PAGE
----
NEW YORK (CBSNewYork) — The man being blamed for the deaths of four people in Brooklyn was a no show in court Monday as a new lawyer was assigned to his case.
His bloody clothing seized as evidence, Maksim Gelman wore a white jumpsuit during his Sunday night arraignment. While being escorted into a police car, Gelman yelled an obscenity and claimed he was the victim of a “set-up.”
Attorney Edward Friedman tells 1010 WINS’ Steve Sandberg that he has not yet met Maksim Gelman
None of his comments offered any real insight into the motivation of what police said was a 28-hour crime spree that included seven stabbings, three of them fatal, two carjackings, and one motor vehicle homicide.
Detectives believe his obsession with a woman from his neighborhood in Sheepshead Bay may have played a role — something his current public defender did not discuss.
“He seemed calm and rational. I don’t want to get into his mental state at the time of the incident,” said attorney Michael Baum.
Gelman is being held without bail. He was assigned a new lawyer, Edward Friedman, who had no comment about the case. Friedman told CBSNewYork.com he was hoping to meet with Gelman in the very near future. Friedman succeeds Baum, who had served as his public defender.
As for charges, Gelman faces 4 counts of murder, 1 count of attempted murder, 1 count of assault, 2 counts of robbery and 2 counts of criminal possession of a weapon.
Friedman said he expects Gelman will be indicted as early as Friday.
On Monday, investigators told CBS 2’s Tony Aiello they found what they are calling a drug den under the Long Island Rail Road tracks along Ocean Avenue. They said it’s the very spot where Gelman spent much of his time in the weeks leading up to the rampage.
And it’s also the place where you’ll find what looks like a sign of his obsession — a graffiti heart and the spray-painted name “Yelena.”
“I don’t know how this could have happened. One day she’s there, next day she’s gone, for no reason,” said Dave Kuras, a friend of murder victim Yelena Bulchenko.
Kuras visited the shrine outside the Sheepshead Bay home where she and her mother were murdered. He said he also knows suspect Gelman from their days at Lincoln High School.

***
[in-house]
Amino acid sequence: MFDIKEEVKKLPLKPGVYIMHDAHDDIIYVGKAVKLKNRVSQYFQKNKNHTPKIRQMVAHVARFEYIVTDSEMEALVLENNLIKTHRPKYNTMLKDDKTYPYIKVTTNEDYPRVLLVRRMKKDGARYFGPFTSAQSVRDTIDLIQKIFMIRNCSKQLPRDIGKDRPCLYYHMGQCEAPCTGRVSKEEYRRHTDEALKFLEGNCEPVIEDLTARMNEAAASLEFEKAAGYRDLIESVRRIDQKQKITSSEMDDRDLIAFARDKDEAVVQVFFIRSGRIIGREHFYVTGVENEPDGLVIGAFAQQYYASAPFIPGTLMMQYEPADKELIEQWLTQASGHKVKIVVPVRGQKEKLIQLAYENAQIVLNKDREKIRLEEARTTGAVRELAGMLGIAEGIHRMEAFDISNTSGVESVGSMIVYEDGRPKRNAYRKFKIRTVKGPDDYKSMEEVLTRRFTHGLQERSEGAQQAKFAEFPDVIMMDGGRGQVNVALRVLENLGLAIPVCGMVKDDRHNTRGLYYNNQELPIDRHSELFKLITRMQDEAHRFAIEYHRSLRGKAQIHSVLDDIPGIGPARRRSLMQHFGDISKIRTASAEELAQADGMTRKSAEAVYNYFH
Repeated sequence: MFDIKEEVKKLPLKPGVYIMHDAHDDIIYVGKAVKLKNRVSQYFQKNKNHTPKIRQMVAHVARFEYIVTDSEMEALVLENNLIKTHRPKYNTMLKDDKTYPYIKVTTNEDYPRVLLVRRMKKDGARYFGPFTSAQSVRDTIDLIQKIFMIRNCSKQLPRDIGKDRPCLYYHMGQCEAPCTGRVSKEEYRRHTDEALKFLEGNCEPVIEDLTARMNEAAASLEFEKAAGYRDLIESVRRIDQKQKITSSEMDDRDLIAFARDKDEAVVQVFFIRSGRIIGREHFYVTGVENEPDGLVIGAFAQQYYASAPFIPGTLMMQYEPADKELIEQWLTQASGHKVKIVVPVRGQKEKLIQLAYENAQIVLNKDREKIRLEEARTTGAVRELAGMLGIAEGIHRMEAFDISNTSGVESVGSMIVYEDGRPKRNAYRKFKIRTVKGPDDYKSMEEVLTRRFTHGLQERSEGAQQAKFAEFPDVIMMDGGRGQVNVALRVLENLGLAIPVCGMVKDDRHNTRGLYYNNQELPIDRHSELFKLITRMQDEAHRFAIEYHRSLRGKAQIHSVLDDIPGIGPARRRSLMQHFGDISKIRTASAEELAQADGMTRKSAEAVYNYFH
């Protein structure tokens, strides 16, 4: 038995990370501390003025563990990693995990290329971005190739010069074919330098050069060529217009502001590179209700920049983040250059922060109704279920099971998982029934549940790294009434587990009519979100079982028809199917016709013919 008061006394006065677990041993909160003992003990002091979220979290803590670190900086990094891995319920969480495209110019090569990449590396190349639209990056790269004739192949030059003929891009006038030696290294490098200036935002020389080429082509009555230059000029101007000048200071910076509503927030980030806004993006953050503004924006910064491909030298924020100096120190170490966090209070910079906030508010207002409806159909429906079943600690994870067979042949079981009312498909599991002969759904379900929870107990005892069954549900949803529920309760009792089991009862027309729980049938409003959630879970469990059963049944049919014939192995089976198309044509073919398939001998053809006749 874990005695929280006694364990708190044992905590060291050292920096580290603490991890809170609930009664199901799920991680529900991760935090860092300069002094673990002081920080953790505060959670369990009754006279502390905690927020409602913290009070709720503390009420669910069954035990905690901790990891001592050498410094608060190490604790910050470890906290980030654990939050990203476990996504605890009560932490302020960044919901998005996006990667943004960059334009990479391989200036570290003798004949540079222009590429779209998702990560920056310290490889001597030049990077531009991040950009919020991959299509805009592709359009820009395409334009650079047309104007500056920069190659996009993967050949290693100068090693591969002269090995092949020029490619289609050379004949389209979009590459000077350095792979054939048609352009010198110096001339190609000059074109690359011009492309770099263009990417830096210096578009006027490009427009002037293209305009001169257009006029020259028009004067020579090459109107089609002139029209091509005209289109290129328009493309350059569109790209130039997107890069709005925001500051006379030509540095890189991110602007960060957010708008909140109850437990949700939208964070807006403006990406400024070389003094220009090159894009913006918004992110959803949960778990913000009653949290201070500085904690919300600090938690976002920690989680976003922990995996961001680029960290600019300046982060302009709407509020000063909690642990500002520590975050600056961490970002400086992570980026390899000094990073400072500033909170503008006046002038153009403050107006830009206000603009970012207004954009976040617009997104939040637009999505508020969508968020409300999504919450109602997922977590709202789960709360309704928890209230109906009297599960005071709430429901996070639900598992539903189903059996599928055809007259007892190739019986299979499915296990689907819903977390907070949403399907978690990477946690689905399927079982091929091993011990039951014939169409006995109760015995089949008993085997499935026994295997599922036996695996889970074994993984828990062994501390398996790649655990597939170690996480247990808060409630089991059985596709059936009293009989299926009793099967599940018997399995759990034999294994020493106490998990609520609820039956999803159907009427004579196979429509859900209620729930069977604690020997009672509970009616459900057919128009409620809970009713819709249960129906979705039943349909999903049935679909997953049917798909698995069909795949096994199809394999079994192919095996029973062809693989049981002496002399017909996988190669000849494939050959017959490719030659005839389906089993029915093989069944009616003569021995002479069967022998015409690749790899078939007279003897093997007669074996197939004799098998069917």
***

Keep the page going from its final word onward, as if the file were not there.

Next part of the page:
Gelman attended but apparently never graduated from Lincoln, and he doesn’t seem to have made much of an impression. People who knew him said he was more interested in skateboarding than scholastics.
Acquaintances said Gelman smoked a lot of pot in high school and later drifted on to more dangerous drugs.
“Smoking dust, and um, anybody in their right mind wouldn’t do this, had to be drug related,” Kuras said.
The violence began before dawn Friday when, investigators said the 23-year old Ukrainian immigrant stabbed his stepfather to death after he refused to give up the keys to his Lexus.
Gelman then allegedly took the car and drove to Bulchenko’s house. Police said he stabbed her mother to death, then waited for the 20-year-old to come home.
When she did several hours later, police said Gelman chased her into the street and stabbed her to death.
WCBS 880’s Irene Cornell on the crime beat
“He was obsessed with her but she wanted nothing to do with him,” said Aleksandra Ilyayeva, Bulchenko’s friend.
After Gelman allegedly slashed and carjacked a man in Brooklyn, police said, he then ran down a 62-year-old pedestrian who died of his injuries.
“People were running out for their lives,” said witness Michael Rogers.
Gelman then allegedly carjacked a livery cab driver early Saturday morning and disappeared into the mass transit system. He was finally tackled by two police officers and arrested around eight hours later in a subway tunnel under Times Square.
Police said Gelman attacked and unsuccessfully tried to kill a passenger on the number 3 train Saturday before trying to force his way into a motorman’s car.
“He’s about two to three feet from me and he takes out a knife, and he looks at me and says ‘You’re gonna die. You’re gonna die’,” recounted victim Joe Lozito.
Lozito’s encounter with Gelman and that large knife took place inside a subway car back in the tunnel, between Penn and Times Square stations.”
It was close quarters. Lozito told CBS 2’s Jay Dow that he knew he wasn’t going down quietly.
“I decided to fight. I didn’t want to die. I have a family. They need me and I need them. And I knew if I didn’t do something he was going to carve me to pieces,” Lozito said. “He took the first swing at me and then when he brought his arm back I knew I had to get in there, so I went for his leg or his waist to try to take him down, and fortunately the police were there and they helped me.”
Lozito was headed home his wife and two young sons, a reluctant hero. His wife Andrea said she was not surprised by his actions.
“I know that what was going through his mind, as it was happening, that he wasn’t going to let this man take him away from his family,” she said.
“If anyone is married with kids, that’s why you do what you do,” he said. “I get a little emotional because I’m grateful to be alive. For sure, I mean, I didn’t think I was making it off that train alive.”
That Lozito was not enjoying the spotlight and gave credit to the police officers on board that train says something else altogether about his character.
“These guys right here, they put their life on the line. I am no hero,” he said.